Investors may have been shocked when one of India’s biggest banks disclosed a $1.77 billion fraud by a billionaire jeweler, but the central bank has recorded data that shows the problem runs far deeper and wider.
Reserve Bank of India (RBI) data, which a Reuters reporter obtained through a right-to-information request, shows state-run banks have reported 8,670 “loan fraud” cases totaling 612.6 billion rupees ($9.58 billion) over the last five financial years up to March 31, 2017.
In India, loan frauds typically refer to cases where the borrower intentionally tries to deceive the lending bank and does not repay the loan.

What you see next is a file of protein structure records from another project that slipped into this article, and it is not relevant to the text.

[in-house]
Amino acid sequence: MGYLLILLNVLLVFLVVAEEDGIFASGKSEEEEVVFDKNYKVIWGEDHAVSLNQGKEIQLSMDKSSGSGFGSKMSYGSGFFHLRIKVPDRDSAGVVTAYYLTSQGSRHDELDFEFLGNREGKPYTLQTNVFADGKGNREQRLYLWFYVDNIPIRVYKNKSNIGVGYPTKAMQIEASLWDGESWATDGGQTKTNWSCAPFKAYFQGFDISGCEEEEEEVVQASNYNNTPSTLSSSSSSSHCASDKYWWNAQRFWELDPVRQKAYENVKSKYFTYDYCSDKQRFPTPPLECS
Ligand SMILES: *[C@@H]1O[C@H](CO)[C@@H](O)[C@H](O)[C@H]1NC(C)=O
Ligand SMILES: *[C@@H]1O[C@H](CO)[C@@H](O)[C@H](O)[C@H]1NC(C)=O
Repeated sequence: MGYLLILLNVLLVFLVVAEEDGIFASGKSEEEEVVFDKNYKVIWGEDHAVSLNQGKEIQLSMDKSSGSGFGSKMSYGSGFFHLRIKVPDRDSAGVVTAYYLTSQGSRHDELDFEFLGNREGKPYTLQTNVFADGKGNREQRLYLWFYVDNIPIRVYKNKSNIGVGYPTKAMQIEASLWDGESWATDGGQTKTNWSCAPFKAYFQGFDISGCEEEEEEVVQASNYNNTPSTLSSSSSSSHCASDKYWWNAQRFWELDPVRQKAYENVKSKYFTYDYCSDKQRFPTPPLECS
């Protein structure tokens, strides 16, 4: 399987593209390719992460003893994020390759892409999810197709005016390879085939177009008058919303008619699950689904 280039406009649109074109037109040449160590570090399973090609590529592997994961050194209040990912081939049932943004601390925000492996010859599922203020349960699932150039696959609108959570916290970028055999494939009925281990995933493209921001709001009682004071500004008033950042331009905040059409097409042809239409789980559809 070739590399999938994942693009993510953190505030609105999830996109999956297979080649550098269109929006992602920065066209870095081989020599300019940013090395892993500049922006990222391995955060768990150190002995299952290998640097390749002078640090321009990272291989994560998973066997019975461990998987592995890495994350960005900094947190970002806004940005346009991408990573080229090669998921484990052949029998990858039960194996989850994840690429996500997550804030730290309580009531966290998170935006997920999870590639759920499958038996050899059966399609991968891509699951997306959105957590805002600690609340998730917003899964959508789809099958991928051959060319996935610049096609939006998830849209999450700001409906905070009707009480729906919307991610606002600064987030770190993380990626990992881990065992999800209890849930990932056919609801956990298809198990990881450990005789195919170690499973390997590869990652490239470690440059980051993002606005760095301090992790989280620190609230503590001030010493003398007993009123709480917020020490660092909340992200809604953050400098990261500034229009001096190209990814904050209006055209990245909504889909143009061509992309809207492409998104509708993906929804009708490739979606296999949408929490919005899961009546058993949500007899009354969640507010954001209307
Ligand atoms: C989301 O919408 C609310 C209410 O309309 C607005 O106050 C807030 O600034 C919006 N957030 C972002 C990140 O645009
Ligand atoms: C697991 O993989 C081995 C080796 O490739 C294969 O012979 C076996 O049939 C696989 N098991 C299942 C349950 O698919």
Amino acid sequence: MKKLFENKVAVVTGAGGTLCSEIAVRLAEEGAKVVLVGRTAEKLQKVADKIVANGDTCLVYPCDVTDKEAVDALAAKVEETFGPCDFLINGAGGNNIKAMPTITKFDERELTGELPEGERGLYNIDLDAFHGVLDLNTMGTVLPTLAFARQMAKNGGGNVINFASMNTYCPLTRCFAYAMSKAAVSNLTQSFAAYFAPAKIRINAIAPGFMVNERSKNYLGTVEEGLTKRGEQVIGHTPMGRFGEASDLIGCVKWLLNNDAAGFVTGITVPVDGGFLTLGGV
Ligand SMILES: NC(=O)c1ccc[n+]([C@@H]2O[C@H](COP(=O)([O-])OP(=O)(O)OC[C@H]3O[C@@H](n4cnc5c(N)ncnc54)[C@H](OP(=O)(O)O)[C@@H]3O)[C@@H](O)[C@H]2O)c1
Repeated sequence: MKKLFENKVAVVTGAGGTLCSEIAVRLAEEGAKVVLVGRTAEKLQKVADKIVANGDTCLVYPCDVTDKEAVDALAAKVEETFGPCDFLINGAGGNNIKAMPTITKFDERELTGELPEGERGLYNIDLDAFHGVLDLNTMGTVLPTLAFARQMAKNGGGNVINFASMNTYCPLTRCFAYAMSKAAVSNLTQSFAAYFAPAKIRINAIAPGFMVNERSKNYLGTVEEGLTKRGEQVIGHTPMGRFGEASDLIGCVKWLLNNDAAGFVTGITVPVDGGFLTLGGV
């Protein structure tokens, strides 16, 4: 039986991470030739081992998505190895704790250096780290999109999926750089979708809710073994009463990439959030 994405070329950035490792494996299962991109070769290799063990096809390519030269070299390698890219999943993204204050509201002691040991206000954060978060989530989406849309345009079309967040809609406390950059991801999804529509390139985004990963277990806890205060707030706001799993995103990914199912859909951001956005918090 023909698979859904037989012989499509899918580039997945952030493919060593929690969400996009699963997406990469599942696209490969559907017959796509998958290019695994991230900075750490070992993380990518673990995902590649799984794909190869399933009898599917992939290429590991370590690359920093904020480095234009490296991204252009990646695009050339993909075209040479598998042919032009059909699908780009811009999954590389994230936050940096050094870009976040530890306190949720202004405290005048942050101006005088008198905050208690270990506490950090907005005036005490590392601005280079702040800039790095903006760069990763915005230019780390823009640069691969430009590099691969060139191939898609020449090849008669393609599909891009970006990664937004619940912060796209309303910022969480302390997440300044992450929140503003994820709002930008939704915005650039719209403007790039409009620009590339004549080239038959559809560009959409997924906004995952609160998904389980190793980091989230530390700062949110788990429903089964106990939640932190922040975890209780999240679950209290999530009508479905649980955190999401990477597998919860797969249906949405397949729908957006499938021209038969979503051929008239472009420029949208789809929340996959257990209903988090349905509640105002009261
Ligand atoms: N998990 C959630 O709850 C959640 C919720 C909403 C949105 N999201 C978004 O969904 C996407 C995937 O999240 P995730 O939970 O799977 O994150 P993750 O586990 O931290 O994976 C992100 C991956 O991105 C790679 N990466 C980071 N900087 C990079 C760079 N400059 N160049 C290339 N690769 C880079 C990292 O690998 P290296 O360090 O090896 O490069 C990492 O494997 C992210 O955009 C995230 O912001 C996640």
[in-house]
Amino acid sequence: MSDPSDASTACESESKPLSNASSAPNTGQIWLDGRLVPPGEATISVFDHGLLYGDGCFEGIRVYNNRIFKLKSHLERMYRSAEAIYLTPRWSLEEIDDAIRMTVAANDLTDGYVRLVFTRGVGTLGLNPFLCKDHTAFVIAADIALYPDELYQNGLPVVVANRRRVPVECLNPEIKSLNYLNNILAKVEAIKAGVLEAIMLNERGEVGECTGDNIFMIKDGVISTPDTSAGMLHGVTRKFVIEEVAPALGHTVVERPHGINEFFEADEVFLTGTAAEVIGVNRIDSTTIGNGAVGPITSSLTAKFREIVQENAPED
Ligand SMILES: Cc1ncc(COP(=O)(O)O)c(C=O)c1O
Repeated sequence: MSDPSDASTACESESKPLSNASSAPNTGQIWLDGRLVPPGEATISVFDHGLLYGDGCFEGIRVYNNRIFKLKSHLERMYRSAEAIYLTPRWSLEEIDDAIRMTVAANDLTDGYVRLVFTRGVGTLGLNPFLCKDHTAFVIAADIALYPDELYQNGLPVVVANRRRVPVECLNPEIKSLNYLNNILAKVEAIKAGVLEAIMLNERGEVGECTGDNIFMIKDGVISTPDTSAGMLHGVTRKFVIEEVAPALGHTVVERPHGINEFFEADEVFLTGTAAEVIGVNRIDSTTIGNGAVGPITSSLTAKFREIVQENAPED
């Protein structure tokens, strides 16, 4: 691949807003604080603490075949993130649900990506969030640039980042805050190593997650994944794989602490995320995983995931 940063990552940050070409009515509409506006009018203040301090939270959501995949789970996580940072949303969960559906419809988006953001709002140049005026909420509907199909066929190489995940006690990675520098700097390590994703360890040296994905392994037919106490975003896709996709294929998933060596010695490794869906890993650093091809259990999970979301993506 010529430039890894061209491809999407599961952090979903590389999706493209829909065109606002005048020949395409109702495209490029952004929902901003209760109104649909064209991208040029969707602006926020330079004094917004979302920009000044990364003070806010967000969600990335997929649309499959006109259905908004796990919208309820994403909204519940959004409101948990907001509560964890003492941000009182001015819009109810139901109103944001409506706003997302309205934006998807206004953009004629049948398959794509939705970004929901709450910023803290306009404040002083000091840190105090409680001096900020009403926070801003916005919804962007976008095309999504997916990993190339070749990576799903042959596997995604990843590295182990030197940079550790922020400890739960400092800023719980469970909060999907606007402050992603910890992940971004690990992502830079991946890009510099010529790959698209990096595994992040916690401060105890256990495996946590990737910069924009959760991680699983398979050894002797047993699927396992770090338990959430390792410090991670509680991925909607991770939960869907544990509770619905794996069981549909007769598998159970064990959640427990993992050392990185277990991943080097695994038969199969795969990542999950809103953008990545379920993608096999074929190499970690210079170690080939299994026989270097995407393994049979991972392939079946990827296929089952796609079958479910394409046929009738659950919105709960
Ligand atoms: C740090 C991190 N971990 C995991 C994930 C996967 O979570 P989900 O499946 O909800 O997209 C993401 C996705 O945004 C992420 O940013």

The figures expose the magnitude of the problem in a banking sector already under pressure after years of poor lending practices. Bad loans surged to a record peak of nearly $149 billion last year.
Bank loan frauds have steadily increased as well, reaching 176.34 billion rupees in the latest financial year from 63.57 billion rupees in 2012-13, according to the data, which doesn’t include the PNB case.
Punjab National Bank, India’s second-largest state lender, said on Wednesday two junior officers at a single branch had illegally steered $1.77 billion in fraudulent loans to companies, most of them controlled by billionaire jeweler Nirav Modi. It was India’s biggest fraud ever.
“This might be the tip of the iceberg or the middle, and that is the worry,” said Pratibha Jain, partner at law firm Nishith Desai Associates, who advises on bankruptcy cases.
“The fact is we don’t know what else is out there.”
Read the original story over at Reuters.